17. Maybe you can twist this backwards like Rosemary Sutcliff reverse engineered the Arthurian myth with Sword at Sunset? A vampire goat sleuth. There are possibilities here. Hmm, M-theory might help.

  18. John, John, John….
    You forgot to couch it in terms of “X meets Y”.
    You know…”It’s SGU meets Honey Boo Boo…with vampire goat detectives!”
    That would have gotten them to sit up and take notice.

  19. Wow for kicks I goggled Honey Boo Boo. I honestly thought it was some sort of internet meme. Never in my wildest nightmares did I expect it to be a show actually on air. I feel stupider for knowing this now so thanks a bunch. This just confirms the wisdom of watching just a select group of channels. Unfortunately that includes the Sci Fi channel as well.

  20. PLEASE keep pitching shows! I LOVE shows that are “too cerebral”! I also loved Joel’s take on the Sherlock Vampire Goat –with a nod to the Benedict Cumberpatch version –which is actually one of the more cerebral crime shows out there (IMO). So….”too cerebral…” is this what caused the death of Stargate Universe? Because it was the BEST incarnation of the Stargate series, again, IMO. Stupid whiny people complaining about it being “too dark.” I NEED more darkness! Go watch kittens on FB if you want fluffy and light! -_-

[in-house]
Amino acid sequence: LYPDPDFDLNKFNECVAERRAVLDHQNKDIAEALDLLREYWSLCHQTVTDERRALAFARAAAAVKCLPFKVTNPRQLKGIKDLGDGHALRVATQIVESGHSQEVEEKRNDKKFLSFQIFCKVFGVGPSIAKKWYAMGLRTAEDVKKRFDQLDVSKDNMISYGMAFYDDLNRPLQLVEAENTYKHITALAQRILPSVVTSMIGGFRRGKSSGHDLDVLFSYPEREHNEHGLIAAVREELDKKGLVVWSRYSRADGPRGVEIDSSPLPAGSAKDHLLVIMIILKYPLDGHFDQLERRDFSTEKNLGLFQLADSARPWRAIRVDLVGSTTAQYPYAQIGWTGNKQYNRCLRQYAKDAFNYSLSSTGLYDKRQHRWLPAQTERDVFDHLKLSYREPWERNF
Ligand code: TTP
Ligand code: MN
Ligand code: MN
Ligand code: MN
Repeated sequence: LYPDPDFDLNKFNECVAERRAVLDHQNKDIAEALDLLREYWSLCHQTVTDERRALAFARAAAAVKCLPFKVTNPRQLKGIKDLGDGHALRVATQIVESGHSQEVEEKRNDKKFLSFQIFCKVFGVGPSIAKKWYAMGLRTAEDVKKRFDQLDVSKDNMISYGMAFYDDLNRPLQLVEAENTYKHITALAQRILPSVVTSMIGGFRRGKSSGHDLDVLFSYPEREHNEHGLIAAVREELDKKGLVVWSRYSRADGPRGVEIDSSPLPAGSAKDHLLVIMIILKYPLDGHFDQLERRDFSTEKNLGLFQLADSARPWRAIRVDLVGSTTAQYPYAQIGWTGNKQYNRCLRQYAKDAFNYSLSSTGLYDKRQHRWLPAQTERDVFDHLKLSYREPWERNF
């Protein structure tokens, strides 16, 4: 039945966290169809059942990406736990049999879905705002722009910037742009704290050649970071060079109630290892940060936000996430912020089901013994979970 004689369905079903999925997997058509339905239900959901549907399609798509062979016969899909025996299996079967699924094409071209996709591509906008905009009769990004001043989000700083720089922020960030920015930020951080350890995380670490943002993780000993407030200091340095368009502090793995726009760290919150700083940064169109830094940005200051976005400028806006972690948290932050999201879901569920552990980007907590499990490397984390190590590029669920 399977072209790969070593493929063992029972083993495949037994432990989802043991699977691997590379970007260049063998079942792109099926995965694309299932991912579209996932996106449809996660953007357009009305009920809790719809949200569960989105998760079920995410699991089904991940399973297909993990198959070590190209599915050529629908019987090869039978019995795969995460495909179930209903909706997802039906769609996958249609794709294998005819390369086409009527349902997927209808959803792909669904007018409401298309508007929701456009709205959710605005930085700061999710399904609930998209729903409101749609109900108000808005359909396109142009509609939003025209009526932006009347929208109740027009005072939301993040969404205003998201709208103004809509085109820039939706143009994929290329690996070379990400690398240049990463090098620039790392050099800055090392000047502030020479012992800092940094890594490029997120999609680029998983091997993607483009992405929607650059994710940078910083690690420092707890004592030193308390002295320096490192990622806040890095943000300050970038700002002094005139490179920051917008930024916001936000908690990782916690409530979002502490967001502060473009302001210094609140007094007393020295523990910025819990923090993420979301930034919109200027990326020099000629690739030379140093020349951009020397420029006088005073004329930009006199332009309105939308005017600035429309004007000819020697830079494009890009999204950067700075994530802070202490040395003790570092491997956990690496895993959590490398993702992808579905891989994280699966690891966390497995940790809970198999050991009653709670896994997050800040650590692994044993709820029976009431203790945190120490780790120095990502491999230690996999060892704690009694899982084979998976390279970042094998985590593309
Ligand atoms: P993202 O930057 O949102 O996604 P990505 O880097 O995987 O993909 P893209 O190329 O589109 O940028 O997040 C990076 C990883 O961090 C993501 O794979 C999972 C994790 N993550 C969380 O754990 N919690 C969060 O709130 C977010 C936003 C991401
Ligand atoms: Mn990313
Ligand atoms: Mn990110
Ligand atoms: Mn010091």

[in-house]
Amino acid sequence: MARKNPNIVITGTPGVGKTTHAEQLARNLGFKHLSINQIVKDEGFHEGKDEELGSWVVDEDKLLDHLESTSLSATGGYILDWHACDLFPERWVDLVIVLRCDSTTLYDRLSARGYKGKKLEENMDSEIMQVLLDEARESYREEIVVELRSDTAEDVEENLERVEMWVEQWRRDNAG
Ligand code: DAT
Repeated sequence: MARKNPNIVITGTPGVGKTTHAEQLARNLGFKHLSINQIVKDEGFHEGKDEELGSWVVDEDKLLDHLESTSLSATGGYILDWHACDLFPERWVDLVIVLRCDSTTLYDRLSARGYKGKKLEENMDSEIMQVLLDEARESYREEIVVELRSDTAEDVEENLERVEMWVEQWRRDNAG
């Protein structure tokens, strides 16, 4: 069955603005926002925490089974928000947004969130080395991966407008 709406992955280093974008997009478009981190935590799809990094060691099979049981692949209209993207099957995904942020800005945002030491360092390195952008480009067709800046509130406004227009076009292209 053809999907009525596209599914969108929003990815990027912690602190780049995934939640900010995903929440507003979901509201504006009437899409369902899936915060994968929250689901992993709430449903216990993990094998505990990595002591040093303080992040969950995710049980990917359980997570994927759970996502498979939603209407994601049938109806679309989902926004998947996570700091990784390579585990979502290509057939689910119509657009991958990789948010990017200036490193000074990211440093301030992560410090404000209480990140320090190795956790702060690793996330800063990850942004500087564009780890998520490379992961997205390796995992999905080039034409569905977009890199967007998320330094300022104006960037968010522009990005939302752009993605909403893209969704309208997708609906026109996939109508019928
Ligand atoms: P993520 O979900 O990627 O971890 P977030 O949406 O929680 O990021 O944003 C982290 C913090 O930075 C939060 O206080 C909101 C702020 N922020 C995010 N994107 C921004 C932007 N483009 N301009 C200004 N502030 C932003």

21. You receive the +5,000 “Mallet of Goat-Slaying Awesomeness” for prompting that comic.

    Oh… and zombie-honey-badgers… they’re the next big thing. I foresee a movie deal there! Spielberg! Lucas! Oh… Wait… That would inevitably result in zombie-honey-badgers-in-a-fridge… Er… Maybe you can do a deal with Aronofsky, craft something more cerebral? Honey-badgers-with-power-tools? OK… Work with me here… “Requiem for a Honey Badger”… Anyone?

    Oh. come on, you know you want to see that!

  22. I just noticed you’re drinking Romulan ale in your next author photo.

    @ Frankly

    Stick with me Johnny – the future is so bright your gonna need sunglasses!

    Step aside, good people, it’s the assholes on parade :)

    @ Kristi

    Because of shit like Honey Boo Boo my tv remains thoroughly off.

    You mean there’s really something called Honey Boo Boo? No, wait, never mind, I don’t want to know. [not kidding]

    What is this “tee-vee” of which you speak? [mostly kidding]

    @ SFreader

    No idea how TV studios are run… but the downward spiral favoring idiocy in TV shows is faster even than that exhibited amongst the European Royals suggestive of too much inbreeding amongst the studio decision-makers.

    http://boingboing.net/2012/02/19/frank-zappa-explains-the-decli.html

    @ Donna Leonard

    So….”too cerebral…” is this what caused the death of Stargate Universe?

    Just when it was starting to go somewhere.

    Because it was the BEST incarnation of the Stargate series, again, IMO.